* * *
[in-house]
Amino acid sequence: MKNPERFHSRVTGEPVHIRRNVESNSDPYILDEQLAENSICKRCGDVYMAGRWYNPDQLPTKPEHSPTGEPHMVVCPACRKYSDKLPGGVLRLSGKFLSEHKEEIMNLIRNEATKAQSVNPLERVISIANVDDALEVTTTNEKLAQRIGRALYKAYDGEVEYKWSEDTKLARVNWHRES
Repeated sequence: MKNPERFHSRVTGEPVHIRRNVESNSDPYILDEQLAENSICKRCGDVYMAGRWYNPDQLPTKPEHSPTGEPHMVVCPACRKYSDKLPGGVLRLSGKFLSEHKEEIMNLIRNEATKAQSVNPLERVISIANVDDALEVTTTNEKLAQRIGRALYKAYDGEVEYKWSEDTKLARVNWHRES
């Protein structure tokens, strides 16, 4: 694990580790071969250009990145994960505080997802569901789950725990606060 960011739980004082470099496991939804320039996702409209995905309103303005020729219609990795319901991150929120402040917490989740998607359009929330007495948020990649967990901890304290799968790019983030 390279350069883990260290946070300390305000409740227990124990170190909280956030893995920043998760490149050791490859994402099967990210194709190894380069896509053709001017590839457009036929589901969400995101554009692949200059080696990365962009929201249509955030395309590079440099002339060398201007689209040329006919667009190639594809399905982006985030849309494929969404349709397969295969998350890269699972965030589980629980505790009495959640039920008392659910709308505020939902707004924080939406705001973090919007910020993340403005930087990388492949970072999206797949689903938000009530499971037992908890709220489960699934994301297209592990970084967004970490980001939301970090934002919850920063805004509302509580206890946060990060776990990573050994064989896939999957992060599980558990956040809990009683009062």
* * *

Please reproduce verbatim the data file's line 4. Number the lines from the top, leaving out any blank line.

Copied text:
């Protein structure tokens, strides 16, 4: 694990580790071969250009990145994960505080997802569901789950725990606060 960011739980004082470099496991939804320039996702409209995905309103303005020729219609990795319901991150929120402040917490989740998607359009929330007495948020990649967990901890304290799968790019983030 390279350069883990260290946070300390305000409740227990124990170190909280956030893995920043998760490149050791490859994402099967990210194709190894380069896509053709001017590839457009036929589901969400995101554009692949200059080696990365962009929201249509955030395309590079440099002339060398201007689209040329006919667009190639594809399905982006985030849309494929969404349709397969295969998350890269699972965030589980629980505790009495959640039920008392659910709308505020939902707004924080939406705001973090919007910020993340403005930087990388492949970072999206797949689903938000009530499971037992908890709220489960699934994301297209592990970084967004970490980001939301970090934002919850920063805004509302509580206890946060990060776990990573050994064989896939999957992060599980558990956040809990009683009062």